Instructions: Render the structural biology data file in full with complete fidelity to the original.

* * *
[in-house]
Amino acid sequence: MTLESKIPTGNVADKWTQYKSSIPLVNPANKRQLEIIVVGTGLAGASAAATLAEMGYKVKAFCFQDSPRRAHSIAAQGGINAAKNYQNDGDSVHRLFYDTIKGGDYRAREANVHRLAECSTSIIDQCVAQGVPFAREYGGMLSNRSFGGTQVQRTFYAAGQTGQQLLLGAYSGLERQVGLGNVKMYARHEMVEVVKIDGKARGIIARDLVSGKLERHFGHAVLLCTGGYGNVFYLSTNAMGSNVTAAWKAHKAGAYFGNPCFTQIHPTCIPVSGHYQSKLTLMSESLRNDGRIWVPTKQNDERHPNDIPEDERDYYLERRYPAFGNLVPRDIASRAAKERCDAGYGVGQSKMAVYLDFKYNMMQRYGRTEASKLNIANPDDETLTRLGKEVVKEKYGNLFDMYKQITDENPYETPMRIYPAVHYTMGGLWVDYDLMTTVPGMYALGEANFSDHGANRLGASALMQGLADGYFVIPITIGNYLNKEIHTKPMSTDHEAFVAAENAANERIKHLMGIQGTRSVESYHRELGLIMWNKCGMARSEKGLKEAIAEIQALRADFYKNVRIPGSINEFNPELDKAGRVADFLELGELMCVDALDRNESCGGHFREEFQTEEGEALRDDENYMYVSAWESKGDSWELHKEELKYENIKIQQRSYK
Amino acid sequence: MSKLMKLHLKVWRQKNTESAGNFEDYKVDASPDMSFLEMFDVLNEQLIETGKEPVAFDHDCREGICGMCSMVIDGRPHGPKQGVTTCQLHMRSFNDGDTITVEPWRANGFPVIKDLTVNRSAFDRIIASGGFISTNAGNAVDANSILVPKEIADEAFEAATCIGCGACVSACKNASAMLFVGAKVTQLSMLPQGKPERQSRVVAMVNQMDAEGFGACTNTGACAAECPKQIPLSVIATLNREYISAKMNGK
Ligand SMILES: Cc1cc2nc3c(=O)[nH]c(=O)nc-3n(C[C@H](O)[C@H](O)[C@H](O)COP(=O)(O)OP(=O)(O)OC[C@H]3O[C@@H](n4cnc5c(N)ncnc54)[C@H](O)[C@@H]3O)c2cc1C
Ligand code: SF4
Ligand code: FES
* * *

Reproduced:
[in-house]
Amino acid sequence: MTLESKIPTGNVADKWTQYKSSIPLVNPANKRQLEIIVVGTGLAGASAAATLAEMGYKVKAFCFQDSPRRAHSIAAQGGINAAKNYQNDGDSVHRLFYDTIKGGDYRAREANVHRLAECSTSIIDQCVAQGVPFAREYGGMLSNRSFGGTQVQRTFYAAGQTGQQLLLGAYSGLERQVGLGNVKMYARHEMVEVVKIDGKARGIIARDLVSGKLERHFGHAVLLCTGGYGNVFYLSTNAMGSNVTAAWKAHKAGAYFGNPCFTQIHPTCIPVSGHYQSKLTLMSESLRNDGRIWVPTKQNDERHPNDIPEDERDYYLERRYPAFGNLVPRDIASRAAKERCDAGYGVGQSKMAVYLDFKYNMMQRYGRTEASKLNIANPDDETLTRLGKEVVKEKYGNLFDMYKQITDENPYETPMRIYPAVHYTMGGLWVDYDLMTTVPGMYALGEANFSDHGANRLGASALMQGLADGYFVIPITIGNYLNKEIHTKPMSTDHEAFVAAENAANERIKHLMGIQGTRSVESYHRELGLIMWNKCGMARSEKGLKEAIAEIQALRADFYKNVRIPGSINEFNPELDKAGRVADFLELGELMCVDALDRNESCGGHFREEFQTEEGEALRDDENYMYVSAWESKGDSWELHKEELKYENIKIQQRSYK
Amino acid sequence: MSKLMKLHLKVWRQKNTESAGNFEDYKVDASPDMSFLEMFDVLNEQLIETGKEPVAFDHDCREGICGMCSMVIDGRPHGPKQGVTTCQLHMRSFNDGDTITVEPWRANGFPVIKDLTVNRSAFDRIIASGGFISTNAGNAVDANSILVPKEIADEAFEAATCIGCGACVSACKNASAMLFVGAKVTQLSMLPQGKPERQSRVVAMVNQMDAEGFGACTNTGACAAECPKQIPLSVIATLNREYISAKMNGK
Ligand SMILES: Cc1cc2nc3c(=O)[nH]c(=O)nc-3n(C[C@H](O)[C@H](O)[C@H](O)COP(=O)(O)OP(=O)(O)OC[C@H]3O[C@@H](n4cnc5c(N)ncnc54)[C@H](O)[C@@H]3O)c2cc1C
Ligand code: SF4
Ligand code: FES